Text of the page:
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Say 'Aaah' | The Healthy Man

Losing Hair, Not Yourself

April 26, 1999|Kristl I. Buluran

If you're inspecting the grungy shower drain for clumps of hair or combing skimpy strands of hair in directions they were really never meant to go, join the club: Two out of three men will have to face male pattern baldness.

Male pattern baldness is largely a hereditary problem. Other influences, however, include age and an overabundance within the hair follicle of the male hormone dihydrotestosterone, or DHT, which is a highly active form of testosterone. Testosterone is converted to DHT by an enzyme called 5-alpha reductase. Over time, DHT causes the hair follicle to degrade, resulting in death of the follicle or weak hairs that shed easily.

A man's hair loss typically begins at the temples and is always symmetrical, meaning that it occurs on both sides of the head. Most men begin to notice a receding hairline and thinning in their early 30s, although it may occur sooner for some men; the reasons for this are not yet known.

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While male pattern baldness is considered more of a cosmetic than a medical problem, hair loss obviously has a psychological dimension, too. Research on men suffering from hair loss has shown that those who experience the greatest loss of hair have lower levels of self-esteem and satisfaction with their appearance. Also, younger men experiencing hair loss suffered more from these negative effects. So it's no surprise, then, that the business of hair treatment loss is a booming one.

There are currently two drug treatments for male pattern baldness approved by the Federal Drug Administration. One of them is called minoxidil, which is better known as Rogaine. It is a clear topical solution that is applied to the scalp daily. Although minoxidil has been studied extensively, researchers still do not fully understood why it makes hair grow. The product, on the market since 1988, has a good safety record, where the most common side effect is itching of the scalp, according to the FDA. It is also sold over-the-counter as a generic product.

The other drug treatment is called finasteride, marketed under the name Propecia. Approved for sale by the FDA in 1997, Propecia comes in the form of a pill to be taken daily. This medication works by blocking the conversion of testosterone to DHT by inhibiting the 5-alpha reductase enzyme.

Clinical studies have shown that finasteride promotes scalp hair growth and prevents further hair loss in a significant proportion of men with male pattern hair loss. This medication is currently available only through prescription. Some reported side effects include loss of libido and sexual function; however, clinical studies have shown these to be rare and of mild to moderate severity.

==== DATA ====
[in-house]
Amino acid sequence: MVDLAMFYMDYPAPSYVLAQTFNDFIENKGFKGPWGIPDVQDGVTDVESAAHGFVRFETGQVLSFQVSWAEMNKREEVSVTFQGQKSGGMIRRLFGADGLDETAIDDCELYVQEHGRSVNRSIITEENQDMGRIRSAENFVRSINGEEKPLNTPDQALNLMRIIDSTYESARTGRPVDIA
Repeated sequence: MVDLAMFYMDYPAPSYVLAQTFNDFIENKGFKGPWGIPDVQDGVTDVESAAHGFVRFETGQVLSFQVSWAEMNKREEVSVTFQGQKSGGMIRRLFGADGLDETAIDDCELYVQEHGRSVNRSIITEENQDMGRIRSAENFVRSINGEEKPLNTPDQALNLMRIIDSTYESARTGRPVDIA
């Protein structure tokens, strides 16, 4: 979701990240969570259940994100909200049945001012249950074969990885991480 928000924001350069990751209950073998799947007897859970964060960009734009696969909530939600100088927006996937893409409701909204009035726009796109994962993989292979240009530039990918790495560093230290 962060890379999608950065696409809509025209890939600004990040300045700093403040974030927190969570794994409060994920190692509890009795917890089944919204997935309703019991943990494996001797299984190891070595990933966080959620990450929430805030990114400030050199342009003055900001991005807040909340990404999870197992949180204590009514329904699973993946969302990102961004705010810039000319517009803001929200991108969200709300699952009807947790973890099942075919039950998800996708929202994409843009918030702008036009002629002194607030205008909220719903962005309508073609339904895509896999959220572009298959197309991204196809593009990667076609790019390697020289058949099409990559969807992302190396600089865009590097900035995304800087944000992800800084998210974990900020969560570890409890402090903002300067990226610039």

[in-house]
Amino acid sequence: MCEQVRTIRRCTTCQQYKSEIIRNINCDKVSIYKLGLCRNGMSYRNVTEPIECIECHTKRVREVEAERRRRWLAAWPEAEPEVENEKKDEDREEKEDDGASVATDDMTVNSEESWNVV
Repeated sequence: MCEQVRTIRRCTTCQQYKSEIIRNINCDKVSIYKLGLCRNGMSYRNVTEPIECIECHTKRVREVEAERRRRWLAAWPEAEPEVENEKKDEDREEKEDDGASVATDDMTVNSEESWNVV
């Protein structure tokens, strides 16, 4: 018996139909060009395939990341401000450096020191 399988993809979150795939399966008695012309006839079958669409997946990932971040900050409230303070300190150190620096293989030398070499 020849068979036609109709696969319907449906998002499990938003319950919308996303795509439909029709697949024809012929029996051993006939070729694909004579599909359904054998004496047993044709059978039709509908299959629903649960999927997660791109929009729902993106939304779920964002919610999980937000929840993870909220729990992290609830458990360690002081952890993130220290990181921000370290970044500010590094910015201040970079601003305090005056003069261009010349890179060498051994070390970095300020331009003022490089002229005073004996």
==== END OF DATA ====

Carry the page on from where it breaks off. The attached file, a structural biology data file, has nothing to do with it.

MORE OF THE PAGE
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The highest concern lies with the danger Propecia has for women. The drug has been shown to pose a significant danger to women of childbearing age, as it may cause serious birth defects in male fetuses. Pregnant women are advised to not even handle crushed or broken finasteride tablets. However, no side effects have been observed in women as a consequence of their partners' use of finasteride.

Because side effects vary with each individual, you should discuss with your doctor which treatment is best for you. Also, the effects of combined usage of minoxidil and finasteride are currently under study, so it is best not to combine the medications until further results are known.

Other known treatments for male pattern baldness involve surgery and hair transplantation. If you are interested in exploring these alternatives, it's a good idea to discuss them with your family physician, who may be able to make a referral.

Finally, there is that age-old question: to shave your head or not? If you are so preoccupied with your hair loss that you are forgetting your good points, such as your charming personality, nice smile and so on, perhaps you should just shave your head. Many men feel that in losing their hair, they are losing their youth, vitality and sex appeal. But I'll let you in on a secret: Some women find men with bald heads rather attractive. Michael Jordan comes to mind.

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Kristl I. Buluran holds a master's degree in public health and is a clinical researcher in Los Angeles. She can be reached via e-mail at buluran@ibm.net.

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